Road trips are always fun. Long stretches of tarmac, ever-changing scenery and a good deal of time for man and machine to function as one. Of course, given the state of our roads, there’s always something unexpected you are almost sure to encounter. This, in turn, means that you need to be meticulous when planning the trip. Now, while everybody has their own unique ways to prepare themselves for a journey, to prepare your car, there are some basic points to keep in mind. Here are ten steps you can take before you head out.
Since car tyres take the most beating, it is essential that your car has a healthy set. Check for signs of excessive wear like thin treads, punctures in the recent past and cracks on the side wall. Also check if you have exceeded the manufacturer’s mileage/warranty specifications, which can be found in the car’s user manual. It is also a good practice to check your tyre pressure before you set out.
On long trips, there’s always a chance of a puncture, no matter how good the car’s tyre condition is. In the event of a puncture, a reliable spare wheel also saves you the time of waiting for a mechanic to come to your rescue, especially in remote locations. Keep a check on the spare tyre just as you would for your regular tyres. Inflate it to the recommended pressure, and replace it if left unused beyond the manufacturer’s specified warranty.
Leaks and Hoses
It’s always better to know and fix leaks before hand, rather than having to mend them in the middle of a road trip. The first place to check for leaks is obviously in your parking space. Look out for patches or pools of oil which are a sure-shot sign of a leak in your car’s plumbing. A high engine temperature too could be a sign of a leak. To be sure, raise your car and look for oily residue or rust-coloured stains in the underbody and around flexible pipes near the engine.
Headlights/ Tail-lights, Wiper blades
Car lights not only allow you to see the roads better at night, but also help fellow road users spot you. And hence, it is imperative that you ensure your lights are in top shape. Replace weak and defunct bulbs, and ensure that the lights aren’t foggy/misty before commencing your journey. Ensure that your emergency brake lights and indicators are fully functional. Another overlooked part of the car is its battery, which if faulty, means your lights won’t function with full efficiency. And so, get your car battery’s specific gravity (a measure of the battery’s state of charge) checked.
Partially worn brake pads are difficult to detect. Get a mechanic the check them, and to be on the safe side, carry an extra set of brake pads. A lack of bite in the brakes and a judder in the brake pedal upon being pressed too are signs that your brake pads need replacement. Since most modern cars come equipped with disc brakes, at least in the front, keep an ear out for a squealing sound from the brakes. This could indicate that the brake calliper is rubbing against the brake disc rotor because of worn out brake pads.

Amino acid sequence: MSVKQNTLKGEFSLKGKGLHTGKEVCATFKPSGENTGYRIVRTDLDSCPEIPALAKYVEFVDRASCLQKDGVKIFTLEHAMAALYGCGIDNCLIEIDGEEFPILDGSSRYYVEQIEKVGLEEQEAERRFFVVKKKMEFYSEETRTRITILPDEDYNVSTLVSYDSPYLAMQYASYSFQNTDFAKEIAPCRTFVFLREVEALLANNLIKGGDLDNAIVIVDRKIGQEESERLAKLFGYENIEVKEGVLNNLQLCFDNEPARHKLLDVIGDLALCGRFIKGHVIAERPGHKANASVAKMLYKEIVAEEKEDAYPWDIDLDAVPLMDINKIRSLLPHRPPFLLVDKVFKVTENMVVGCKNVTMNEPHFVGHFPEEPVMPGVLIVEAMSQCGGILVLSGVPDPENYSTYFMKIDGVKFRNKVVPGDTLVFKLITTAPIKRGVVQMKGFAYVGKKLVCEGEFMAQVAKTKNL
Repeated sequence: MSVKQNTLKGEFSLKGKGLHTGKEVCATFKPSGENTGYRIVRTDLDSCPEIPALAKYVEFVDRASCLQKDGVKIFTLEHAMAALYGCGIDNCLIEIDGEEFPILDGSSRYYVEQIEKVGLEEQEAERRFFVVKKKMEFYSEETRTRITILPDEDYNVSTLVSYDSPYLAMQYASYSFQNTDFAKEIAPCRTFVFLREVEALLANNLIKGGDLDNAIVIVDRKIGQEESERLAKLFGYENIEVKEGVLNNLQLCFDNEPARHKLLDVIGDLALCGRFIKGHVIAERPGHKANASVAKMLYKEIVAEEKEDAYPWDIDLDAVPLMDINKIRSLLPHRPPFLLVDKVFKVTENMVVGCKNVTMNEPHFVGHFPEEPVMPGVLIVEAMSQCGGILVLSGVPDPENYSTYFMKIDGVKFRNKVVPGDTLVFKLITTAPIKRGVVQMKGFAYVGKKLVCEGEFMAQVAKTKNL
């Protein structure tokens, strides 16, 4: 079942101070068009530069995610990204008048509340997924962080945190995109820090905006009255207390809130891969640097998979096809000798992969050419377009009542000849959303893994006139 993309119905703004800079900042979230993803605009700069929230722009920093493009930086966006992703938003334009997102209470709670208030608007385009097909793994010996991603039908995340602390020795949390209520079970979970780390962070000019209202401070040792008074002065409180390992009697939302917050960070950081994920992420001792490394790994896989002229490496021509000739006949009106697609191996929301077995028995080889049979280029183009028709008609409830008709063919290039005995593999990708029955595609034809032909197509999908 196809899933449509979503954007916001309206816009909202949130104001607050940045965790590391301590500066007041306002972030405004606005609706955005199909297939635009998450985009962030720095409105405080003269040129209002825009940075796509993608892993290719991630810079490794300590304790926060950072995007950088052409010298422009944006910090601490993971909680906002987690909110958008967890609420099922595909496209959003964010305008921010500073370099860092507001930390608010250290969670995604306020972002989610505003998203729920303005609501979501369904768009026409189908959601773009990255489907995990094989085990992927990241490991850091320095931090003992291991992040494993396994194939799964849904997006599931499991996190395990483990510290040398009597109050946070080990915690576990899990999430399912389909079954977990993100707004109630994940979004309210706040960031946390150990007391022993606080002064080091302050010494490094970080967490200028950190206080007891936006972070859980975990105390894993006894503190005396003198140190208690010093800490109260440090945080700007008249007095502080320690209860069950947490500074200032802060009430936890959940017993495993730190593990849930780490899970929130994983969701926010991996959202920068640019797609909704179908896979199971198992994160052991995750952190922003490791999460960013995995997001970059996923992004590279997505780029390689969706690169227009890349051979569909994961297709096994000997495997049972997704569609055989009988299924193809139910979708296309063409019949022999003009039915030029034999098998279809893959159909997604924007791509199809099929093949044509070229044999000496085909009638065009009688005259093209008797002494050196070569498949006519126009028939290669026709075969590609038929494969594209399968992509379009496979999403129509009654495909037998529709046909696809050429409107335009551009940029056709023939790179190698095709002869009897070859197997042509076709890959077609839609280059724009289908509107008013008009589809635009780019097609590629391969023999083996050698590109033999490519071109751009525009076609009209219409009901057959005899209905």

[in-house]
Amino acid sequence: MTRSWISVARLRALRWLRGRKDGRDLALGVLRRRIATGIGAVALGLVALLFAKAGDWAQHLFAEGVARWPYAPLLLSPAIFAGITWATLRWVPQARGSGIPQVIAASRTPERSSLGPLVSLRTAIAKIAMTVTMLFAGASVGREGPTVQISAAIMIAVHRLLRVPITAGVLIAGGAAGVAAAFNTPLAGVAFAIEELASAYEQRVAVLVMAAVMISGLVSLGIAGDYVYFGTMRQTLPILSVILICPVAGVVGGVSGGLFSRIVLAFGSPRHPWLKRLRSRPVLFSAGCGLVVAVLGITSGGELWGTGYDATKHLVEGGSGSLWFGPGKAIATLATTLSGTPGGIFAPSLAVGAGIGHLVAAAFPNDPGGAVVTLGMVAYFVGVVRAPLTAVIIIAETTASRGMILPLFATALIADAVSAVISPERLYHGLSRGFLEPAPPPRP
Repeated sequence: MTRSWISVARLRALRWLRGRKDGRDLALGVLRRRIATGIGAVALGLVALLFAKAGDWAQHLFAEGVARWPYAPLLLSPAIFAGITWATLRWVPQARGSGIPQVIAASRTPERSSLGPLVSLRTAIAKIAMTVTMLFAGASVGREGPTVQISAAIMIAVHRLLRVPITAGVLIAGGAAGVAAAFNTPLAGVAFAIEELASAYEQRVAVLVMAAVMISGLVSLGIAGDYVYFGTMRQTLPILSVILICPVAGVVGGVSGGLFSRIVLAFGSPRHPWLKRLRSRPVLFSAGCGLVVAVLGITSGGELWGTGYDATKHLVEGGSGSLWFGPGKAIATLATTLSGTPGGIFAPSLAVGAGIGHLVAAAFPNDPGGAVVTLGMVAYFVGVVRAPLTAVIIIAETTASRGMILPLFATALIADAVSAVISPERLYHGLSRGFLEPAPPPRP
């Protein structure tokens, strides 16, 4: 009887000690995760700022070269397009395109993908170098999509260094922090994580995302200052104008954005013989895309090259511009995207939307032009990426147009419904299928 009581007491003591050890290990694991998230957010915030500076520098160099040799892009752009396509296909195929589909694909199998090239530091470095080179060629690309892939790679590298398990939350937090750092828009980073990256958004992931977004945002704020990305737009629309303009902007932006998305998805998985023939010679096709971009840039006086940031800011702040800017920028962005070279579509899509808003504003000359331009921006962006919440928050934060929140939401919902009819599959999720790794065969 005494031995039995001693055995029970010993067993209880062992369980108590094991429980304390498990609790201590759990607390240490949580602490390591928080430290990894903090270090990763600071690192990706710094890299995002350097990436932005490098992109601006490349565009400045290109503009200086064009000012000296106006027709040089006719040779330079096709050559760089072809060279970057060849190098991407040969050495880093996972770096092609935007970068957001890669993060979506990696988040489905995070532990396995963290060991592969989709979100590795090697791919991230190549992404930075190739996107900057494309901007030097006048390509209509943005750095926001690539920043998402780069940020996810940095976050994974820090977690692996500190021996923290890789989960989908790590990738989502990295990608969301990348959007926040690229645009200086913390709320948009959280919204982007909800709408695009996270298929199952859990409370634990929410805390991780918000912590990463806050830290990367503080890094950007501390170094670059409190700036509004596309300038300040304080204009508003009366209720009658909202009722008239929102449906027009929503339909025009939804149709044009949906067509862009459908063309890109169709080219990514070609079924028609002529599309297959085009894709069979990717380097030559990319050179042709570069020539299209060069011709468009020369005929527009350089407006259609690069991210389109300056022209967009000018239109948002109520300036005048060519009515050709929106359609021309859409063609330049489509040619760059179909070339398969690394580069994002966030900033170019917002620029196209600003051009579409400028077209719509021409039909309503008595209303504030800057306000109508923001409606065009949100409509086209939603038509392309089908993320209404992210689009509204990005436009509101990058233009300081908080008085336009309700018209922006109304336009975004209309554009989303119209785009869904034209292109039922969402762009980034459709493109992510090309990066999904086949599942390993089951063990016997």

Engine oil and coolant
The engine oil keeps the engine components lubricated while the coolant keeps the temperature under check. Both fluids play an integral role in the motor’s working, and need to be checked prior to the trip, especially since coolant levels can drop during long drives.
When taking trips to far-off places, it always helps if you plan the route and your itinerary beforehand. Maps and GPS devices help you better navigate roads, and also allow you to take alternate routes to your destination. GPS services, now commonplace on most smartphones, even allow you to avoid roads with heavy traffic, which is helpful when you’re trying to make good time.
Your car’s registration papers, insurance, Pollution Under Control (PUC) documents, and needless to mention, your driver’s licence should be with you on any long trip. Ensure that all above mentioned documents are renewed regularly and kept up to date, in case you get pulled over for any reason.
Hazard lights and tool kit
In case of an emergency breakdown of your car, hazard lights and a tool kit are must-haves. Both come as part of every car’s standard equipment, and are virtually maintenance free. The hazard lights let others know that your car is malfunctioning, and more importantly, could be critical in flagging down a good samaritan who could help you out. The tool kit is useful in fixing the odd loose nut or changing a punctured tyre, which will save you a trip to the mechanic.
Service Mileage and route planning
Before taking a long trip, check if your car is due for servicing, as this could make a big difference in the way it performs. A service could also fix small niggles in the car that could otherwise get aggravated on the way. Also, keep a list of your car manufacturer’s service stations en route, and the phone numbers of towing facilities, hospitals and taxi services, which will come in handy in case of a breakdown.
While the above mentioned ten steps should get you and your car to your destination without much hassle, it’s always advisable that you practice safe driving, keep a lookout for sudden hazards on the road, keep your seatbelts fastened at all times when in the car, and also ensure that your fellow passengers are wearing their seatbelts too. The rest is all about enjoying the journey.